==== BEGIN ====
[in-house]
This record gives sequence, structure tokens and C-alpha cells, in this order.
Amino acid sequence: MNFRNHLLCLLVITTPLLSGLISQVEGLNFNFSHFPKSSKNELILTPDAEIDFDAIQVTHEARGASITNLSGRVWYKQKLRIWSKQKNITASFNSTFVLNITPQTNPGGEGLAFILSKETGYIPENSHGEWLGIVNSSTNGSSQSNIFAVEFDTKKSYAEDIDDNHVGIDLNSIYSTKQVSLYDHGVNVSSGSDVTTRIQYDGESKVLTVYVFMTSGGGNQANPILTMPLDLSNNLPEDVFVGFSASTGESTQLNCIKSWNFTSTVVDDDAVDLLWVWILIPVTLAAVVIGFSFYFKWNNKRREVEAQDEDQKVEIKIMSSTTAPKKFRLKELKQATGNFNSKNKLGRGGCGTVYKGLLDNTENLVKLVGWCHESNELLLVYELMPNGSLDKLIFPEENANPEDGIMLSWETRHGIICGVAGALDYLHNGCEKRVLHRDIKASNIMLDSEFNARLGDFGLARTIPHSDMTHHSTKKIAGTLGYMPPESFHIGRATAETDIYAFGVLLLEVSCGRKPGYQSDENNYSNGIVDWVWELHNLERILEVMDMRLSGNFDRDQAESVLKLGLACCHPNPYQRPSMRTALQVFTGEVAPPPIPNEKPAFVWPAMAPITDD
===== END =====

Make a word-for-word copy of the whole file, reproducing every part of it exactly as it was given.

[in-house]
This record gives sequence, structure tokens and C-alpha cells, in this order.
Amino acid sequence: MNFRNHLLCLLVITTPLLSGLISQVEGLNFNFSHFPKSSKNELILTPDAEIDFDAIQVTHEARGASITNLSGRVWYKQKLRIWSKQKNITASFNSTFVLNITPQTNPGGEGLAFILSKETGYIPENSHGEWLGIVNSSTNGSSQSNIFAVEFDTKKSYAEDIDDNHVGIDLNSIYSTKQVSLYDHGVNVSSGSDVTTRIQYDGESKVLTVYVFMTSGGGNQANPILTMPLDLSNNLPEDVFVGFSASTGESTQLNCIKSWNFTSTVVDDDAVDLLWVWILIPVTLAAVVIGFSFYFKWNNKRREVEAQDEDQKVEIKIMSSTTAPKKFRLKELKQATGNFNSKNKLGRGGCGTVYKGLLDNTENLVKLVGWCHESNELLLVYELMPNGSLDKLIFPEENANPEDGIMLSWETRHGIICGVAGALDYLHNGCEKRVLHRDIKASNIMLDSEFNARLGDFGLARTIPHSDMTHHSTKKIAGTLGYMPPESFHIGRATAETDIYAFGVLLLEVSCGRKPGYQSDENNYSNGIVDWVWELHNLERILEVMDMRLSGNFDRDQAESVLKLGLACCHPNPYQRPSMRTALQVFTGEVAPPPIPNEKPAFVWPAMAPITDD